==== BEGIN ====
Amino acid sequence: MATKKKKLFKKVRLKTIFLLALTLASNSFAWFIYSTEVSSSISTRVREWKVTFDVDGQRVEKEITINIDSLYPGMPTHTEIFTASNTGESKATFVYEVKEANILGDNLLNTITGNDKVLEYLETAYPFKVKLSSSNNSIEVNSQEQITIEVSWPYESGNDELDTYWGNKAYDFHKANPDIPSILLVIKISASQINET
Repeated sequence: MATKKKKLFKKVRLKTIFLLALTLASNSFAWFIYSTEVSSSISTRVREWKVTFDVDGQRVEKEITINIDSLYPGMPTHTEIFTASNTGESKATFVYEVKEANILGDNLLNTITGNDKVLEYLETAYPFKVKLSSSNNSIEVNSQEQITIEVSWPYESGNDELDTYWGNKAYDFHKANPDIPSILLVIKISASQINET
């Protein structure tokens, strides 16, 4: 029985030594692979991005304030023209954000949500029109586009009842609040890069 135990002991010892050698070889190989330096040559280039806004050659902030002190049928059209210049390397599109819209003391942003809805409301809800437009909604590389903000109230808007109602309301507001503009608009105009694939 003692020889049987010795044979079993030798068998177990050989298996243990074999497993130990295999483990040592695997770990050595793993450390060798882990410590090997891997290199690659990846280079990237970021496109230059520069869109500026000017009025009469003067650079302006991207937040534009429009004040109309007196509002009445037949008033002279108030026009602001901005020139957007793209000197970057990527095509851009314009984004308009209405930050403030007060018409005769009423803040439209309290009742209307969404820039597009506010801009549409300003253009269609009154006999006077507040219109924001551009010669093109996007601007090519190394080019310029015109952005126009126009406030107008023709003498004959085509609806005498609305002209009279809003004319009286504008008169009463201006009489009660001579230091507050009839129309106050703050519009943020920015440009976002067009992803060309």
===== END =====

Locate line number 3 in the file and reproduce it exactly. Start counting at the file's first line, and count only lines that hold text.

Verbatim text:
């Protein structure tokens, strides 16, 4: 029985030594692979991005304030023209954000949500029109586009009842609040890069 135990002991010892050698070889190989330096040559280039806004050659902030002190049928059209210049390397599109819209003391942003809805409301809800437009909604590389903000109230808007109602309301507001503009608009105009694939 003692020889049987010795044979079993030798068998177990050989298996243990074999497993130990295999483990040592695997770990050595793993450390060798882990410590090997891997290199690659990846280079990237970021496109230059520069869109500026000017009025009469003067650079302006991207937040534009429009004040109309007196509002009445037949008033002279108030026009602001901005020139957007793209000197970057990527095509851009314009984004308009209405930050403030007060018409005769009423803040439209309290009742209307969404820039597009506010801009549409300003253009269609009154006999006077507040219109924001551009010669093109996007601007090519190394080019310029015109952005126009126009406030107008023709003498004959085509609806005498609305002209009279809003004319009286504008008169009463201006009489009660001579230091507050009839129309106050703050519009943020920015440009976002067009992803060309």